First-Year Students Adjust Plans to Accommodate fo...

First-Year Students Adjust Plans to Accommodate for Winter Quarter


In an email received by students on October 5, DePaul University announced that the Winter Quarter of the 2020-2021 academic year is scheduled to be very similar to the Fall Quarter, with a few exceptions.

The majority of classes will continue to be offered solely online and residence hall occupancy will remain very low. Financial accommodations have not changed with the new quarter as in the fall, the student activity fee and the athletic fee will be canceled and the U-Pass will be considered an optional purchase.

The only difference is the increase in occupancy for both on-campus classes and residence halls, with in-person class offerings rising from two to four percent, and residence halls offering slightly more dorms by application.

This announcement regarding the upcoming quarter brings about similar issues concerning first-year students and their housing plans after the changes imposed before the start of the Fall Quarter. Many freshmen must once again adjust their housing plans to accommodate for the ongoing global pandemic, as well as the costs of attending a private university.

Students are considering the idea of apartments with roommates or other rental arrangements, as an efficient way to save money and deal with safety concerns.

Freshman Ariana Kanchuger rented an Airbnb with a roommate in the Chicago area for the Fall Quarter. She is now contemplating which of the many options to choose from regarding her plans for the Winter Quarter.

“I’m hoping that by winter break I’ll have met up with many other people who live in the area, but with winter in Chicago being so cold, it will limit options of things to do with other students,” Kanchuger said.

Kanchuger is torn between staying in Chicago with her roommate and sticking with her current housing plan, or heading back to her home state of Ohio to be surrounded by her local friends and the possibility of a job. Kanchunger is also considering taking advantage of the continuing online school system heading to a completely different state, such as Colorado, where she can ski throughout the quarter.

“Some of my Colorado friends from before I moved to Ohio are doing stuff like that, so I’ll see if I have the guts, planning, and ability to make it happen,” Kanchuger said of her Colorado option. “It might be hard to make friends there, though, so it’s a little scarier, and further from home.”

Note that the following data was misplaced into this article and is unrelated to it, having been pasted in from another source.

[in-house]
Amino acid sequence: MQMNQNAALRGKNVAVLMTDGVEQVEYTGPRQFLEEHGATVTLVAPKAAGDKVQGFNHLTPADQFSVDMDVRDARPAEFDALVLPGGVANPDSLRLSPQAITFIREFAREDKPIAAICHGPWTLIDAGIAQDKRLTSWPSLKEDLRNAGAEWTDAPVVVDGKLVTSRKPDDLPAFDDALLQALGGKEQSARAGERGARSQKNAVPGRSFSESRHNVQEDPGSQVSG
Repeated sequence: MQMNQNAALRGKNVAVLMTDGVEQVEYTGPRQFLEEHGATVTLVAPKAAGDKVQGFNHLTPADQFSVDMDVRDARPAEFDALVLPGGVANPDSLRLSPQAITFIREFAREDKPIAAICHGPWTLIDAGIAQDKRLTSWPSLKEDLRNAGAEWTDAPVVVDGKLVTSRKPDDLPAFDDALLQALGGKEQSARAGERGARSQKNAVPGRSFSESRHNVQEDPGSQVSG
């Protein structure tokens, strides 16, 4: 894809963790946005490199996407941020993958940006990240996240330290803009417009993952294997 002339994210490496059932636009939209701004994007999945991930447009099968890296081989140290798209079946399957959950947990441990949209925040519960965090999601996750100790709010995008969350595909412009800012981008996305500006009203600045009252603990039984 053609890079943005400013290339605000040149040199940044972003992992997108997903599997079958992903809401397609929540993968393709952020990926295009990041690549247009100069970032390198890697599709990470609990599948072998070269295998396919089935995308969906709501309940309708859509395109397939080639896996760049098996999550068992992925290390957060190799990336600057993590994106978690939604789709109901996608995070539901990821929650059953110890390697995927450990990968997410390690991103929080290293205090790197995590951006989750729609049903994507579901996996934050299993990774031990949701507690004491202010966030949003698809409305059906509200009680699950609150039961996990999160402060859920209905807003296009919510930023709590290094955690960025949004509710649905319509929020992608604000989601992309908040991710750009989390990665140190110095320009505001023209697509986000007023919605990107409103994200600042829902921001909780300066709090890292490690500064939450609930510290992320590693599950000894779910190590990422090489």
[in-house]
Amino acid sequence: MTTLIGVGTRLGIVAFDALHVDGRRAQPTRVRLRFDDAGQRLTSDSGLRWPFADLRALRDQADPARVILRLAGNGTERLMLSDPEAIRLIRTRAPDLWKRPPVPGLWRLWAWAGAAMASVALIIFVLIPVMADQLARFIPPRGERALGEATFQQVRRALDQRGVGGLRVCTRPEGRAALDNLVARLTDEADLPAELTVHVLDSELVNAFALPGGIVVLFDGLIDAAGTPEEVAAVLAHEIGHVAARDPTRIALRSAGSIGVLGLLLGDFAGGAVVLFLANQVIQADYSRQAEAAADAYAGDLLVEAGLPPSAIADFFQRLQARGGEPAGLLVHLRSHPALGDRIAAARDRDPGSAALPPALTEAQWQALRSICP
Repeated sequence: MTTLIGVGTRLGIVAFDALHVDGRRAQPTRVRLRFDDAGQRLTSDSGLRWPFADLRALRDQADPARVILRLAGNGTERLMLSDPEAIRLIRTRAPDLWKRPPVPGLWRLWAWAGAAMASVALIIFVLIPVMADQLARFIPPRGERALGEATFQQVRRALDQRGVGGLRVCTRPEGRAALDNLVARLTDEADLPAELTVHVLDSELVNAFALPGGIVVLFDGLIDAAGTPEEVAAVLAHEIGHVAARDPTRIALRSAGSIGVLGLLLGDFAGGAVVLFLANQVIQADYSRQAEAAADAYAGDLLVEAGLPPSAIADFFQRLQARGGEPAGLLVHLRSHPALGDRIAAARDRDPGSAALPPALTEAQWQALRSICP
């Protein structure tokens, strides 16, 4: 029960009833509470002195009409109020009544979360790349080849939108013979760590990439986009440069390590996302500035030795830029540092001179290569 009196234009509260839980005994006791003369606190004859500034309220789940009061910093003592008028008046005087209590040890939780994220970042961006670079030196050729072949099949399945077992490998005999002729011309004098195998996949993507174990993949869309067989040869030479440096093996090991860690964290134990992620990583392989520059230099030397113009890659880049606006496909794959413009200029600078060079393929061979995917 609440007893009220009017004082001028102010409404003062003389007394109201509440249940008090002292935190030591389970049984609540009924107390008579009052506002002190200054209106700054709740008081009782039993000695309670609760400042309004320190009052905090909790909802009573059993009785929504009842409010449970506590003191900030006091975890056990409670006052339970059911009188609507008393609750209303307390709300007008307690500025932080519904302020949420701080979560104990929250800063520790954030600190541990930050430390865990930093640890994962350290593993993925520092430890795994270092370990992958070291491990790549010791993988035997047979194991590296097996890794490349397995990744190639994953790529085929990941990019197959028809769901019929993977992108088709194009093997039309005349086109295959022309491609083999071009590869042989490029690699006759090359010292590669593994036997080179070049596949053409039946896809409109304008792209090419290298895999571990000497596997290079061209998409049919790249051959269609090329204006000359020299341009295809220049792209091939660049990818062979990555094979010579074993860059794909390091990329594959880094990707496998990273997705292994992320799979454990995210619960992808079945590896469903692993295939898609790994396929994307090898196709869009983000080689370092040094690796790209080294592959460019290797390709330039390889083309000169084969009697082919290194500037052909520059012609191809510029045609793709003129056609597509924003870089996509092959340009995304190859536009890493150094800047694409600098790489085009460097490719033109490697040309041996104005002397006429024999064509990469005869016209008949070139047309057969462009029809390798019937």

“Hopefully, I will try again next year if things are better,” freshman Mikyhia Worsham said. Photo by Cam Rodriguez, 14 East.

Many students are holding out hopes for the dorms, including freshman Alik Schier. “I’m planning on getting an apartment or house or condo in Lincoln Park or the city for the winter and spring with some of my close friends,” Schier said. While he did have the same plans before the announcement, he was “also in the back of my mind hoping to come back to the dorms with a roommate.”

Some students are still holding on to their housing contracts to test the waters.

“I decided to keep my housing agreement despite announcements for Winter Quarter,” freshman Dorothy Vu said. “Although I might consider signing an apartment lease and a DePaul meal plan if I don’t end up receiving a dorm.”

Even though students who are already residing in the dorms are guaranteed their housing plan for the upcoming quarter, some are deciding to head back to their hometown due to the uncertainty of the circumstances.

“I’ve decided I’m heading back home for the Winter and Spring Quarter,” freshman Mikyhia Worsham said. “Hopefully, I will try again next year if things are better.”

First-year student Isabel Taylor was originally ecstatic to live on campus when she applied for housing in January of this year she decided to cancel her housing plan. “Due to COVID-19 and everything closing, it didn’t make sense to keep my housing contract if I already lived downtown,” Taylor said. “I also didn’t feel safe with everything going on to live in a communal building with other people.”

While some are adjusting their housing plans to financially accommodate for attending a private university during a pandemic, others are transferring colleges altogether.

“The drawback for me is it costs too much to learn online, while I can have an opportunity to learn for free at a community college,” freshman Joselyn De Loera said. “After reading about how the Winter Quarter was going to be, I decided to transfer to community college after the completion of the Fall Quarter.”

Across social media platforms, especially the official Facebook group for the Class of 2024, freshmen are reaching out to discuss housing and other plans for the Winter Quarter. The new “normal” for some first-year students at DePaul includes signing apartment leases or online schooling from their home state. With dorms being at an extremely low occupancy alongside the dangers of communal living with COVID-19, it will be interesting to see how the “college experience,” nationally, shifts from the societal norm of the dorms to the independence and freedom of apartments.


Header image by Phoebe Nerem.